Geophysical Constraints on the Structural Evolution and Hazards of Masaya Volcano, Nicaragua

Caravantes, Guillermo González (2014). Geophysical Constraints on the Structural Evolution and Hazards of Masaya Volcano, Nicaragua. PhD thesis The Open University.



Investigating the structural framework of active volcanoes is essential to understand the reasons for their past and present activity and the constraints on their future evolution. Potential field geophysical techniques can provide information on a number of physical parameters (density, conductivity, magnetic susceptibility) relevant for recognizing structures with influence on the evolution of a volcanic edifice. Masaya Volcano is a 11 km x 6.5 km basaltic shield caldera located in Nicaragua and the source of different types of volcanic activity in the past (including basaltic plinian eruptions). Considering the high population density of the area under the influence of Masaya Volcano (the largest in Nicaragua), understanding the implications of its structural framework for volcanic activity must be a high priority.

Geological and geophysical techniques were used to identify significant geological features within Masaya basaltic caldera and provide a complete picture of the relationship between structures and volcanic activity. A ≈3.5 km diameter ring fault found in the NW half of the Caldera connects most of the volcanic manifestations on the caldera floor (fumaroles, spatter cones, >50 m tall cinder cones and the active summit area). This fault has acted in historical times as a path for magma and the hydrothermal system. An elongated (NNW-SSE) intrusive body 1-3 km deep has been characterized using gravity methods. The spatial coincidence of this body (interpreted as a basaltic magma reservoir) below the ring fault is responsible for the concentration of erupted material in the SW section of the ring fault. This accounts for most of the volcanic material erupted in the last 1.8 ka in the caldera, thus contributing to partially emptying the reservoir and facilitating the current observable (using InSAR methods) 4 cm/yr subsidence of this part of the caldera floor (SW section of the lid inside the ring fault). The characteristics of this collapse resemble the end-member model of caldera trapdoor collapse. A NNE-SSW 1.5 km linear fissure, evidence for the connection between the caldera and the local graben, has been described. Our knowledge of the characteristics of a previously known (Metaxian 1994) dense intrusion NE of the caldera has also been improved, revealing that it partially underlies the caldera floor and its volume had been overestimated in previous studies.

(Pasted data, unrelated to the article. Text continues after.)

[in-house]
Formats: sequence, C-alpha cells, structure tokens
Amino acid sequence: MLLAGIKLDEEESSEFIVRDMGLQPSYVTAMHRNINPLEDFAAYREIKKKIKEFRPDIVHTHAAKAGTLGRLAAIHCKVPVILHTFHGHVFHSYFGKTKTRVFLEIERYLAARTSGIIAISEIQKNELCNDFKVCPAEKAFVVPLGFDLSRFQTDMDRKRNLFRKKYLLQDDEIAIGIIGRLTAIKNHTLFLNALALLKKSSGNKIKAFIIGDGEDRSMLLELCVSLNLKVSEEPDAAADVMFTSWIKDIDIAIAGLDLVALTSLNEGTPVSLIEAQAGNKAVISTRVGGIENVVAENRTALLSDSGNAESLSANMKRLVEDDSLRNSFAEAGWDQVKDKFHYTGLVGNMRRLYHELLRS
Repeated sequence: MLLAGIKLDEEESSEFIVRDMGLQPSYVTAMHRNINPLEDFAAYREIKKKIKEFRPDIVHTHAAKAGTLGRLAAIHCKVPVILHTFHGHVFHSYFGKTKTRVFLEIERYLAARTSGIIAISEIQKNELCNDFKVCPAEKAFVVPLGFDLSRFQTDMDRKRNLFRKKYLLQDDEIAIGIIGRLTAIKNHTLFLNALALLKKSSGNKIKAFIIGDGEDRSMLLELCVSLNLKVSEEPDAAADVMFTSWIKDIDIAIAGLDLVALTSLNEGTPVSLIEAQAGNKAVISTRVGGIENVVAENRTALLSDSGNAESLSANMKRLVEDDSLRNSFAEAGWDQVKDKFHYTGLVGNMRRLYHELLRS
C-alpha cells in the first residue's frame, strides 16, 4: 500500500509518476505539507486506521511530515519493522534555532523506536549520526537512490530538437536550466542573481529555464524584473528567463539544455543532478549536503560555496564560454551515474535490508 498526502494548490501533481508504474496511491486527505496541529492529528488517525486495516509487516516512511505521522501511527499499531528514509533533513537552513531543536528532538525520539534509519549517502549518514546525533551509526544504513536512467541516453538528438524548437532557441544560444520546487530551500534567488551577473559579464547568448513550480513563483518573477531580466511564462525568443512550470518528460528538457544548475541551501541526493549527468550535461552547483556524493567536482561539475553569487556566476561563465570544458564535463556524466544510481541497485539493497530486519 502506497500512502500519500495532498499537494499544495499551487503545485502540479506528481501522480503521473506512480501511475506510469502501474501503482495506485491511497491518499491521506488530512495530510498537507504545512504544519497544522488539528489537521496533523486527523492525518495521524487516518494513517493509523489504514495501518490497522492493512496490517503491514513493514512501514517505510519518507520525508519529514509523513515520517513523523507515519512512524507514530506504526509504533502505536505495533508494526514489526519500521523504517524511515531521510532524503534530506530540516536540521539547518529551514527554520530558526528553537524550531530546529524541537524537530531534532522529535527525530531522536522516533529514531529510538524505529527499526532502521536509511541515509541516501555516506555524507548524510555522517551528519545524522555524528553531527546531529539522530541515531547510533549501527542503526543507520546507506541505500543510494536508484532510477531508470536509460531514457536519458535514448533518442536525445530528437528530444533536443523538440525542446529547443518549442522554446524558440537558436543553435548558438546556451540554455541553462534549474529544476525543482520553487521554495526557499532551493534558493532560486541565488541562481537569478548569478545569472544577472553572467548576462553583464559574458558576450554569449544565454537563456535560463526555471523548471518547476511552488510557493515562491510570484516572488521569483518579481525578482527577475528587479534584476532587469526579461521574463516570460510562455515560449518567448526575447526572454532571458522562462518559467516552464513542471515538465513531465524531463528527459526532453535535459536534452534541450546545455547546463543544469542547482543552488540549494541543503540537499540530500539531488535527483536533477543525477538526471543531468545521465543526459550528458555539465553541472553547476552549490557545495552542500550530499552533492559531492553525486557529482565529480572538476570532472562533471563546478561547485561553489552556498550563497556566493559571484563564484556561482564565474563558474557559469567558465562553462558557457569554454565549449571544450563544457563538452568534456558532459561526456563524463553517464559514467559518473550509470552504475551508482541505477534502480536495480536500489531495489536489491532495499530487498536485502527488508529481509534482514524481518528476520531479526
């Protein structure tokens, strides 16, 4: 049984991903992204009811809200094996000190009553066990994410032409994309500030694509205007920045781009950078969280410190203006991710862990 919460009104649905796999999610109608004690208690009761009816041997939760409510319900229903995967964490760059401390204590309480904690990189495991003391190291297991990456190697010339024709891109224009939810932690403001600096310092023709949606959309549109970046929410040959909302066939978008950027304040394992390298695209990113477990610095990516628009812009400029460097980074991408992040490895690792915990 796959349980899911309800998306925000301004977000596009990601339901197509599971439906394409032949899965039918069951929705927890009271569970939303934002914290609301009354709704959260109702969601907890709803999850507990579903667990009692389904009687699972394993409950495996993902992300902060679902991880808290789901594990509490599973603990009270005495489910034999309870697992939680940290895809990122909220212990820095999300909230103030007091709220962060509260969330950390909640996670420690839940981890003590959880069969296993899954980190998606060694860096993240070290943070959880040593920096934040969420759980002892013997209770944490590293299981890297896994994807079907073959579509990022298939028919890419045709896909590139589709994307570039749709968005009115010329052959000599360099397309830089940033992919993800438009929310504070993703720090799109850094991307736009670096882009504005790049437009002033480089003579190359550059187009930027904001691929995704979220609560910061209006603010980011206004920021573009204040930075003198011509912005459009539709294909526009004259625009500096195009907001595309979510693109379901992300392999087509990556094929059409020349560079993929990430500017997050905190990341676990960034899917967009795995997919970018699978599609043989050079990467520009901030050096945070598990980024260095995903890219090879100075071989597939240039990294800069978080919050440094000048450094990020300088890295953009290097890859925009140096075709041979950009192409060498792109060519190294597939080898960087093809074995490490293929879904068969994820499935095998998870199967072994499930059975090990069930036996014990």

Using the Very Low Frequency (VLF) method, a map using two orthogonal source transmitters of VLF waves has been completed in the summit area of Masaya Volcano. This map provides information on the size, shape and orientation of faults in the summit area and reveals that the main faults are currently occupied by the hydrothermal system. Using gravity methods, subsurface mass transfer processes in the summit area that occur on three different timescales (<1, 2-5 and >10 years) have been identified. A water-bearing lava tube system has been discovered by a combination of Very Low Frequency (VLF), gravity and geological techniques. This combined approach yields a great potential for characterizing faults, voids, dikes and other features common in volcanic settings.

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